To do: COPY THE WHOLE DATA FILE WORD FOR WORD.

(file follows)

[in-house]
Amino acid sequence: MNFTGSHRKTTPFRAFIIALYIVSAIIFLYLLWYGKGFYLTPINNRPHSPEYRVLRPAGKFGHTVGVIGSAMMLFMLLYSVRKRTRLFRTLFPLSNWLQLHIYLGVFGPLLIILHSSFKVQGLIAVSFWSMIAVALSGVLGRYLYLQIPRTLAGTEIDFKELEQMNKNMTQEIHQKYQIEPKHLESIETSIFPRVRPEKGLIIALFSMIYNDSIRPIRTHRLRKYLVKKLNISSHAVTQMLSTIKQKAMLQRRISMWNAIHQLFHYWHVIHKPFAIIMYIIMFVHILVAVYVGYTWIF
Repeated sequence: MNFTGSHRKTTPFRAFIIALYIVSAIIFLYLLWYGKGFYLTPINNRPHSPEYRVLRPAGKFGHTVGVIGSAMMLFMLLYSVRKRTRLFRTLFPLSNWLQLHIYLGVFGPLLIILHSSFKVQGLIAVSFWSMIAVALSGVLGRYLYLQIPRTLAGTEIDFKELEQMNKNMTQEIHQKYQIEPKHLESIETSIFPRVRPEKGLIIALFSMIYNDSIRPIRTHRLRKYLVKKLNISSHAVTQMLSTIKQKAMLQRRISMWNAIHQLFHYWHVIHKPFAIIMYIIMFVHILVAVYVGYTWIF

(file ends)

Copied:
[in-house]
Amino acid sequence: MNFTGSHRKTTPFRAFIIALYIVSAIIFLYLLWYGKGFYLTPINNRPHSPEYRVLRPAGKFGHTVGVIGSAMMLFMLLYSVRKRTRLFRTLFPLSNWLQLHIYLGVFGPLLIILHSSFKVQGLIAVSFWSMIAVALSGVLGRYLYLQIPRTLAGTEIDFKELEQMNKNMTQEIHQKYQIEPKHLESIETSIFPRVRPEKGLIIALFSMIYNDSIRPIRTHRLRKYLVKKLNISSHAVTQMLSTIKQKAMLQRRISMWNAIHQLFHYWHVIHKPFAIIMYIIMFVHILVAVYVGYTWIF
Repeated sequence: MNFTGSHRKTTPFRAFIIALYIVSAIIFLYLLWYGKGFYLTPINNRPHSPEYRVLRPAGKFGHTVGVIGSAMMLFMLLYSVRKRTRLFRTLFPLSNWLQLHIYLGVFGPLLIILHSSFKVQGLIAVSFWSMIAVALSGVLGRYLYLQIPRTLAGTEIDFKELEQMNKNMTQEIHQKYQIEPKHLESIETSIFPRVRPEKGLIIALFSMIYNDSIRPIRTHRLRKYLVKKLNISSHAVTQMLSTIKQKAMLQRRISMWNAIHQLFHYWHVIHKPFAIIMYIIMFVHILVAVYVGYTWIF